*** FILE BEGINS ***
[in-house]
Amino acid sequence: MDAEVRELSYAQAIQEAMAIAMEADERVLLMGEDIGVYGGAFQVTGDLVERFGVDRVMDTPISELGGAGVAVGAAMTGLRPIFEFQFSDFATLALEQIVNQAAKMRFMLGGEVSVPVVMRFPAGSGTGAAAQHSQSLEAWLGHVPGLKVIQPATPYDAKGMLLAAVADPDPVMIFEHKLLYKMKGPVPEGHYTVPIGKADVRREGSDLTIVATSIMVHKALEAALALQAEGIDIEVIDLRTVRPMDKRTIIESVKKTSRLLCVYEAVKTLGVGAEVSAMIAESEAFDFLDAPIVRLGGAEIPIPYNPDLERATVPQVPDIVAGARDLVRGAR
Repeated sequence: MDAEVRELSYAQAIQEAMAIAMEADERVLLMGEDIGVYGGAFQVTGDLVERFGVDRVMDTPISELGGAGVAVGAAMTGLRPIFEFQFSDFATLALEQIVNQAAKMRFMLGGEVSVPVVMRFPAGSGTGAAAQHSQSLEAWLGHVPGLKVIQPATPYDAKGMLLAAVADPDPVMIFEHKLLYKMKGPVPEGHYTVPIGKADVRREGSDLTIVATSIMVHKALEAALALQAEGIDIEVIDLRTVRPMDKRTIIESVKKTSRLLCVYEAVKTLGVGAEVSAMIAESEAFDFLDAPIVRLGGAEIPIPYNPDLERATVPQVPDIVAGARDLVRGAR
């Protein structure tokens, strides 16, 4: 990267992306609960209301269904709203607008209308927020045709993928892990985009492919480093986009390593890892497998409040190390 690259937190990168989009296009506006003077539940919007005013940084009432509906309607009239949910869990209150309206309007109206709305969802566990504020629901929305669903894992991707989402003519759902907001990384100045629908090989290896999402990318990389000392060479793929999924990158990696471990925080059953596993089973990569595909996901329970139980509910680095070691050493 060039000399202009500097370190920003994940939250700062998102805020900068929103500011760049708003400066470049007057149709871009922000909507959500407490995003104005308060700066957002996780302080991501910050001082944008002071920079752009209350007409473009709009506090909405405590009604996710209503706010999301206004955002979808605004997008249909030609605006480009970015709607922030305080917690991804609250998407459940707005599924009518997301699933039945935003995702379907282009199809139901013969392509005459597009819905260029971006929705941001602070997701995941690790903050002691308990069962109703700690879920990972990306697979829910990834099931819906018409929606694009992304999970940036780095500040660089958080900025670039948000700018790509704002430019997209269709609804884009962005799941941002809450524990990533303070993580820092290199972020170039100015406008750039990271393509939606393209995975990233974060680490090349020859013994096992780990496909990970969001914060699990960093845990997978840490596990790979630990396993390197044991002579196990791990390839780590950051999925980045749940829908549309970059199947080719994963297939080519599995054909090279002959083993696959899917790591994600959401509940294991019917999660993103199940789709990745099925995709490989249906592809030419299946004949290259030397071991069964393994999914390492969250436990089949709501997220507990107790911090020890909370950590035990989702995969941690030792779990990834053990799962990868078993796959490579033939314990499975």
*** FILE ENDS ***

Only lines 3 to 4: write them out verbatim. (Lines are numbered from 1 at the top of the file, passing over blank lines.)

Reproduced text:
Repeated sequence: MDAEVRELSYAQAIQEAMAIAMEADERVLLMGEDIGVYGGAFQVTGDLVERFGVDRVMDTPISELGGAGVAVGAAMTGLRPIFEFQFSDFATLALEQIVNQAAKMRFMLGGEVSVPVVMRFPAGSGTGAAAQHSQSLEAWLGHVPGLKVIQPATPYDAKGMLLAAVADPDPVMIFEHKLLYKMKGPVPEGHYTVPIGKADVRREGSDLTIVATSIMVHKALEAALALQAEGIDIEVIDLRTVRPMDKRTIIESVKKTSRLLCVYEAVKTLGVGAEVSAMIAESEAFDFLDAPIVRLGGAEIPIPYNPDLERATVPQVPDIVAGARDLVRGAR
């Protein structure tokens, strides 16, 4: 990267992306609960209301269904709203607008209308927020045709993928892990985009492919480093986009390593890892497998409040190390 690259937190990168989009296009506006003077539940919007005013940084009432509906309607009239949910869990209150309206309007109206709305969802566990504020629901929305669903894992991707989402003519759902907001990384100045629908090989290896999402990318990389000392060479793929999924990158990696471990925080059953596993089973990569595909996901329970139980509910680095070691050493 060039000399202009500097370190920003994940939250700062998102805020900068929103500011760049708003400066470049007057149709871009922000909507959500407490995003104005308060700066957002996780302080991501910050001082944008002071920079752009209350007409473009709009506090909405405590009604996710209503706010999301206004955002979808605004997008249909030609605006480009970015709607922030305080917690991804609250998407459940707005599924009518997301699933039945935003995702379907282009199809139901013969392509005459597009819905260029971006929705941001602070997701995941690790903050002691308990069962109703700690879920990972990306697979829910990834099931819906018409929606694009992304999970940036780095500040660089958080900025670039948000700018790509704002430019997209269709609804884009962005799941941002809450524990990533303070993580820092290199972020170039100015406008750039990271393509939606393209995975990233974060680490090349020859013994096992780990496909990970969001914060699990960093845990997978840490596990790979630990396993390197044991002579196990791990390839780590950051999925980045749940829908549309970059199947080719994963297939080519599995054909090279002959083993696959899917790591994600959401509940294991019917999660993103199940789709990745099925995709490989249906592809030419299946004949290259030397071991069964393994999914390492969250436990089949709501997220507990107790911090020890909370950590035990989702995969941690030792779990990834053990799962990868078993796959490579033939314990499975």